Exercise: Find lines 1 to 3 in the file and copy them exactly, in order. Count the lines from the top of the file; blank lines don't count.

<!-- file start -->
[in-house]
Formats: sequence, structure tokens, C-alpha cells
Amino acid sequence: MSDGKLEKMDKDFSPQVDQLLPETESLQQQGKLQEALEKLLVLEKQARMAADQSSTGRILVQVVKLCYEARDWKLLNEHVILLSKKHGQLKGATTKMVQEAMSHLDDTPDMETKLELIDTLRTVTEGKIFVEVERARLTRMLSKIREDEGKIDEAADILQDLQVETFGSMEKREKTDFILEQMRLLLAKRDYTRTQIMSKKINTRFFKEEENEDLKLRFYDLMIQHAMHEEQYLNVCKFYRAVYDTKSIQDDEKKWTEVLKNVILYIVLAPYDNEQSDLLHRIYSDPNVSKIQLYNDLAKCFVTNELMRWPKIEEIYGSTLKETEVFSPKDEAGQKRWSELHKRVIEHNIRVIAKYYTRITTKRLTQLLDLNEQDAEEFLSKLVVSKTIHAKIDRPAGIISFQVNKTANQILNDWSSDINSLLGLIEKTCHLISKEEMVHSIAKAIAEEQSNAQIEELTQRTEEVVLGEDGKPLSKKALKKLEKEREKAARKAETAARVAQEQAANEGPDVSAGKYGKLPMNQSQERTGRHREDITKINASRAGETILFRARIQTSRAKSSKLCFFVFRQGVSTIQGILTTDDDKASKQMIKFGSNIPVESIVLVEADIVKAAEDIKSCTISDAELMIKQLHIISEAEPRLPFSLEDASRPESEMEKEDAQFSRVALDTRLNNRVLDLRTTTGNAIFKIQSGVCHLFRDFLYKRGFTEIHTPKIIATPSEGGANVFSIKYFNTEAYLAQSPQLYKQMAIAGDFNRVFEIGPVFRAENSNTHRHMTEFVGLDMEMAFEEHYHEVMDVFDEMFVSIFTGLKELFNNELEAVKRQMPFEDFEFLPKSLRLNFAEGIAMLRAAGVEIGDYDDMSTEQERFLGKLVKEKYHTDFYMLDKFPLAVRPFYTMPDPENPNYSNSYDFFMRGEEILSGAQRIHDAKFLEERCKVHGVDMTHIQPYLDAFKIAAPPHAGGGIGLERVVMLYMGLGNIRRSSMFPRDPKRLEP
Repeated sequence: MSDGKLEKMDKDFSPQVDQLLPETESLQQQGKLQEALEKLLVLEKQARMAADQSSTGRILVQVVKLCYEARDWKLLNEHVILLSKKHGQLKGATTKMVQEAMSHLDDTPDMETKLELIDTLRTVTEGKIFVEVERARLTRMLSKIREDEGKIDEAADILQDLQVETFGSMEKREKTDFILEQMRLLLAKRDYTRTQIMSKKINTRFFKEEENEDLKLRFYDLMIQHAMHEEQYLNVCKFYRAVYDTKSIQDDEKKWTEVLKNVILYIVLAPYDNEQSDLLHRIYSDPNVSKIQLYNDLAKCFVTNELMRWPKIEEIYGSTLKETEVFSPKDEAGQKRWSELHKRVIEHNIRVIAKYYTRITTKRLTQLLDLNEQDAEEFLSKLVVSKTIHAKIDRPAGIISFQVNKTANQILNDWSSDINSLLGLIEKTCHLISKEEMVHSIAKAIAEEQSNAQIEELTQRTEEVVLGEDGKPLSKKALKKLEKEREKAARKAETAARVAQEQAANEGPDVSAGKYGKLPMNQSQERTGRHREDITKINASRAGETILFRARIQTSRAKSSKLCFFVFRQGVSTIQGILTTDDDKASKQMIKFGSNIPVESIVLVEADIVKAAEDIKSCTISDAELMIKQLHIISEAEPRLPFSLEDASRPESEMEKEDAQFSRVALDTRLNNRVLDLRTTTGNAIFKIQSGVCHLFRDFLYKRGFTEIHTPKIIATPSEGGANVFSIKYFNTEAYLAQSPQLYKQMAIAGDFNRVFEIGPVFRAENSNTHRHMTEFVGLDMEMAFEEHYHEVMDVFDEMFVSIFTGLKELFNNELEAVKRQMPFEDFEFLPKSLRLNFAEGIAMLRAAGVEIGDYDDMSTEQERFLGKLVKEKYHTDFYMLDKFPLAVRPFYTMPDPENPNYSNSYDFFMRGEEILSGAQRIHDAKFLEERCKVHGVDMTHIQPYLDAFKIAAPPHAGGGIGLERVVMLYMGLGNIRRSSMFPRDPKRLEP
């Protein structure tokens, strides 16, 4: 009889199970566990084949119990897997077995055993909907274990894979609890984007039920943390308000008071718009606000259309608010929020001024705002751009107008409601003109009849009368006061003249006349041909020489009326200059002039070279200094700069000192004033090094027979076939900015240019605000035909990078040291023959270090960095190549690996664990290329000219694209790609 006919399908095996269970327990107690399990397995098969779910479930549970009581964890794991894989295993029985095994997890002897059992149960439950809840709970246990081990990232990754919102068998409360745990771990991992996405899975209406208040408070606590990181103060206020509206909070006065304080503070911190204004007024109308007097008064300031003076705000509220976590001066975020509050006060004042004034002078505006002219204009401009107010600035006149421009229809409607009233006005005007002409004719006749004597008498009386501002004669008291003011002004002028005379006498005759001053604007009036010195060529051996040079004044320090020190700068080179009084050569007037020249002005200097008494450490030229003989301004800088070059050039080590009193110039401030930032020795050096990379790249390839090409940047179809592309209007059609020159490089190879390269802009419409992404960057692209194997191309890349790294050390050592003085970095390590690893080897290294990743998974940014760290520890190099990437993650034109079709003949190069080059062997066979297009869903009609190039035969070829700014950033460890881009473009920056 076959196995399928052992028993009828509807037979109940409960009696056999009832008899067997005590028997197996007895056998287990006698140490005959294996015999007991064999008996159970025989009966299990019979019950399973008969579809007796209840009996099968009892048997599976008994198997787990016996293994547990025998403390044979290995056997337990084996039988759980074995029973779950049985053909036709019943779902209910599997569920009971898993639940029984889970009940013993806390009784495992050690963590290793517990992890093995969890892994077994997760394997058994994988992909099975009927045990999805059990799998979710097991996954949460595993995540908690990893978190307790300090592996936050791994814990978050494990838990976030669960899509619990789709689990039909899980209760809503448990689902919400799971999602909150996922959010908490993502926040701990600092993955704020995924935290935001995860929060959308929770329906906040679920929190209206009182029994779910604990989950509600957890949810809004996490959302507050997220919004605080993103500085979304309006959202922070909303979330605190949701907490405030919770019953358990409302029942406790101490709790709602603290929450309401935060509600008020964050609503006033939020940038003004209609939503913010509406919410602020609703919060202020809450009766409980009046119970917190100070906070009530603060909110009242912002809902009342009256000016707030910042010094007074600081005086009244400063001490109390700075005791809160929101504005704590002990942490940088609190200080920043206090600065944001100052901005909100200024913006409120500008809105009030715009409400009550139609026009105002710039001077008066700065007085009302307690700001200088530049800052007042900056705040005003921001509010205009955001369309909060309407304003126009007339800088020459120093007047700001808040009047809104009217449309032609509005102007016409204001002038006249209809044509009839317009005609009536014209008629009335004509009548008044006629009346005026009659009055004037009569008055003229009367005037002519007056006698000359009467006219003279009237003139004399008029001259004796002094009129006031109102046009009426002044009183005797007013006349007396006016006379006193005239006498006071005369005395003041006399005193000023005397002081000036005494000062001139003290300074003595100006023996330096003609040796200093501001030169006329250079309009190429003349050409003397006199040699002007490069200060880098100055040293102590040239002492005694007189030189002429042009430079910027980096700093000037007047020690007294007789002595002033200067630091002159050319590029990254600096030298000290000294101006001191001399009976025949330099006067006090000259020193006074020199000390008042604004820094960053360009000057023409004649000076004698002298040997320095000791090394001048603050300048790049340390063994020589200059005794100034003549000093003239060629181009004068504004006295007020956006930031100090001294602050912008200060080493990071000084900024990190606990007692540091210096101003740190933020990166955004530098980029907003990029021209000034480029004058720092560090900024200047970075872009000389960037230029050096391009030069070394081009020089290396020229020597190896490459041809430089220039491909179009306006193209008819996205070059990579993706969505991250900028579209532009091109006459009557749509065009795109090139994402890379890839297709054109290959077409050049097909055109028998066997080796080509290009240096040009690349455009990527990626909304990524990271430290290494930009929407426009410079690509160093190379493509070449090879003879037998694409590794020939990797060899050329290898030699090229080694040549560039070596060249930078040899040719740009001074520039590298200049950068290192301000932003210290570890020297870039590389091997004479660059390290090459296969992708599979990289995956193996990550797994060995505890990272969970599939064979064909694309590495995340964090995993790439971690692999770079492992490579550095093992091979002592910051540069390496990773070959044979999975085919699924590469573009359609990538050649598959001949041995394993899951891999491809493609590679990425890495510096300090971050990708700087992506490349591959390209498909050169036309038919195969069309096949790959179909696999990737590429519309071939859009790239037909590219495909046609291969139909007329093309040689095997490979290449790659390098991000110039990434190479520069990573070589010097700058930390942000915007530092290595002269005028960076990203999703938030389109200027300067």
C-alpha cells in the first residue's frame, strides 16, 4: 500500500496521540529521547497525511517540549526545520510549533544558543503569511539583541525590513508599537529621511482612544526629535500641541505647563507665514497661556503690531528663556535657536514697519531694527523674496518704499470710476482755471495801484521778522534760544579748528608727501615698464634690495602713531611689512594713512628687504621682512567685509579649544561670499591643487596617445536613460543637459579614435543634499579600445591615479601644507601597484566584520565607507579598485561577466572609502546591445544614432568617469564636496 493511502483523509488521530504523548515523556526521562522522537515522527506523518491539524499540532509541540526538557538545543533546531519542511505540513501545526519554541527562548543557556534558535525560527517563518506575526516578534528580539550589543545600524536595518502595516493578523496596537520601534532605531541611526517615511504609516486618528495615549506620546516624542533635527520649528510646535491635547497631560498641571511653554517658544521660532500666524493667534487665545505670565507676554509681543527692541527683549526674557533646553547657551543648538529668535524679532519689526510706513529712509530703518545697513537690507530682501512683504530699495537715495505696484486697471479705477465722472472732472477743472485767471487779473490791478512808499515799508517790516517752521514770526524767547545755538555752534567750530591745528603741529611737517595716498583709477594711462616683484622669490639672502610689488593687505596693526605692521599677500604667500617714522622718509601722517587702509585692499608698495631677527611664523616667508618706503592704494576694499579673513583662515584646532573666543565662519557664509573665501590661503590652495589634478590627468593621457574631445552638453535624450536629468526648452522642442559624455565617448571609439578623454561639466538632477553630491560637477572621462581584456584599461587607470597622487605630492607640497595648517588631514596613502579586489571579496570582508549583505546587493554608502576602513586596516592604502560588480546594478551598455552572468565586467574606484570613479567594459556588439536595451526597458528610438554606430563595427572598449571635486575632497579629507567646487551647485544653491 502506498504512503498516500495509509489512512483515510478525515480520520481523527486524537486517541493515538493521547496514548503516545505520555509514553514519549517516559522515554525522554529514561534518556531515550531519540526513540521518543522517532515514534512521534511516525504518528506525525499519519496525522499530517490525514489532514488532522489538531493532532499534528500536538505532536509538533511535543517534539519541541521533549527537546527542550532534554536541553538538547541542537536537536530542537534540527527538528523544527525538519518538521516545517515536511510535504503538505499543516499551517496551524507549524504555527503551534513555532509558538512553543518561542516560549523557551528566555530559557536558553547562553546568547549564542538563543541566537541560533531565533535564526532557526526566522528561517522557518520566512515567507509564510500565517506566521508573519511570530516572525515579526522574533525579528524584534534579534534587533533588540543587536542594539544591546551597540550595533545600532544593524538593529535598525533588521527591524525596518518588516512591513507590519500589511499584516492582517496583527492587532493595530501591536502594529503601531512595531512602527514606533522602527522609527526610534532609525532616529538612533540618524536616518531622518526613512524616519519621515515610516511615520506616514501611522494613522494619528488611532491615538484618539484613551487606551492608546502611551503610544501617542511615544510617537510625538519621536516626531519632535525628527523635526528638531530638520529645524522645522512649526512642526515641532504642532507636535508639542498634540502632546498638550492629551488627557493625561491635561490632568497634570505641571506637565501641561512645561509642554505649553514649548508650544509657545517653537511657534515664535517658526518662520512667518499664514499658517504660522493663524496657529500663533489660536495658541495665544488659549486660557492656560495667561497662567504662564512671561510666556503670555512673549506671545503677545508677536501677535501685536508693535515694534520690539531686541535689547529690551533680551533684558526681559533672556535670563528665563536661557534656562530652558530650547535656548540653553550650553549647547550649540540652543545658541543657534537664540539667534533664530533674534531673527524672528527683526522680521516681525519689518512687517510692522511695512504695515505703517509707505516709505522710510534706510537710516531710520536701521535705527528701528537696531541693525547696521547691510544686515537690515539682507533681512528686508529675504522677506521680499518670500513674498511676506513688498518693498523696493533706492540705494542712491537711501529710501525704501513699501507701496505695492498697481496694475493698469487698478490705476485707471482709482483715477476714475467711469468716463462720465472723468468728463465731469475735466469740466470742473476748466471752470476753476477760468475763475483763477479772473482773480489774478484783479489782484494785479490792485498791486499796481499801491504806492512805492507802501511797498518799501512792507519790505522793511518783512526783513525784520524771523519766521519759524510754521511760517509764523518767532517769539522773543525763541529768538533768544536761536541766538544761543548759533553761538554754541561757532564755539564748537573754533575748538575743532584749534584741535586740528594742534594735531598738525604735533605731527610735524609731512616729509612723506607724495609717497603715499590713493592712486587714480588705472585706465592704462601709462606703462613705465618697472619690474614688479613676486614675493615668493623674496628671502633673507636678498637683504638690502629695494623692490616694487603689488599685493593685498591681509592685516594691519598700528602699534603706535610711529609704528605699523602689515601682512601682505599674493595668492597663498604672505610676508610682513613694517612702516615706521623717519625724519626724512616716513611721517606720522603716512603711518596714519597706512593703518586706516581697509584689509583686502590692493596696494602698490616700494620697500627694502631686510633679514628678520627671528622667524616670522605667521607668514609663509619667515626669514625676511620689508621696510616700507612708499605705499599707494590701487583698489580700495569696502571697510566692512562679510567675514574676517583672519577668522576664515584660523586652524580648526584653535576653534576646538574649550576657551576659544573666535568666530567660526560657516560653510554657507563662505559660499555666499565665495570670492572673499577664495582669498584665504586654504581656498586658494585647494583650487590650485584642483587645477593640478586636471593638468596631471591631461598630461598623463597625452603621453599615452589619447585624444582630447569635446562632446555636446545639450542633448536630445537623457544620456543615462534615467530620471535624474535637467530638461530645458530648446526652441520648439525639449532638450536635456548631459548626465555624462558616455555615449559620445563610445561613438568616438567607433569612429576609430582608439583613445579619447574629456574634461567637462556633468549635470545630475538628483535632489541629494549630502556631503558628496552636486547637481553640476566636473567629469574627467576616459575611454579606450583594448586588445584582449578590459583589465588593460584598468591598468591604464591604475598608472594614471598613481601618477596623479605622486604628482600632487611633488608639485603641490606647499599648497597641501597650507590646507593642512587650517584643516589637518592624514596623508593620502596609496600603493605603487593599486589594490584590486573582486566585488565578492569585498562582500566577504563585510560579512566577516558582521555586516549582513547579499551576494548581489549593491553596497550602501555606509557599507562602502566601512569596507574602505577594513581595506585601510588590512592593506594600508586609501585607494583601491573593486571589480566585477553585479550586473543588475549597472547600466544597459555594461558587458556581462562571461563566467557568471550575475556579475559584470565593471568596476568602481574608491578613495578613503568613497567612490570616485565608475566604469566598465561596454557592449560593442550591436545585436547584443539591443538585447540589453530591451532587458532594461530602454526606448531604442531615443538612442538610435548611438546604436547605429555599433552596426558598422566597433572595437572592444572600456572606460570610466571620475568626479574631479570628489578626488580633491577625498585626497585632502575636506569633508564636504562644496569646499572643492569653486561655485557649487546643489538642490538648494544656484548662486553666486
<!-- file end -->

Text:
[in-house]
Formats: sequence, structure tokens, C-alpha cells
Amino acid sequence: MSDGKLEKMDKDFSPQVDQLLPETESLQQQGKLQEALEKLLVLEKQARMAADQSSTGRILVQVVKLCYEARDWKLLNEHVILLSKKHGQLKGATTKMVQEAMSHLDDTPDMETKLELIDTLRTVTEGKIFVEVERARLTRMLSKIREDEGKIDEAADILQDLQVETFGSMEKREKTDFILEQMRLLLAKRDYTRTQIMSKKINTRFFKEEENEDLKLRFYDLMIQHAMHEEQYLNVCKFYRAVYDTKSIQDDEKKWTEVLKNVILYIVLAPYDNEQSDLLHRIYSDPNVSKIQLYNDLAKCFVTNELMRWPKIEEIYGSTLKETEVFSPKDEAGQKRWSELHKRVIEHNIRVIAKYYTRITTKRLTQLLDLNEQDAEEFLSKLVVSKTIHAKIDRPAGIISFQVNKTANQILNDWSSDINSLLGLIEKTCHLISKEEMVHSIAKAIAEEQSNAQIEELTQRTEEVVLGEDGKPLSKKALKKLEKEREKAARKAETAARVAQEQAANEGPDVSAGKYGKLPMNQSQERTGRHREDITKINASRAGETILFRARIQTSRAKSSKLCFFVFRQGVSTIQGILTTDDDKASKQMIKFGSNIPVESIVLVEADIVKAAEDIKSCTISDAELMIKQLHIISEAEPRLPFSLEDASRPESEMEKEDAQFSRVALDTRLNNRVLDLRTTTGNAIFKIQSGVCHLFRDFLYKRGFTEIHTPKIIATPSEGGANVFSIKYFNTEAYLAQSPQLYKQMAIAGDFNRVFEIGPVFRAENSNTHRHMTEFVGLDMEMAFEEHYHEVMDVFDEMFVSIFTGLKELFNNELEAVKRQMPFEDFEFLPKSLRLNFAEGIAMLRAAGVEIGDYDDMSTEQERFLGKLVKEKYHTDFYMLDKFPLAVRPFYTMPDPENPNYSNSYDFFMRGEEILSGAQRIHDAKFLEERCKVHGVDMTHIQPYLDAFKIAAPPHAGGGIGLERVVMLYMGLGNIRRSSMFPRDPKRLEP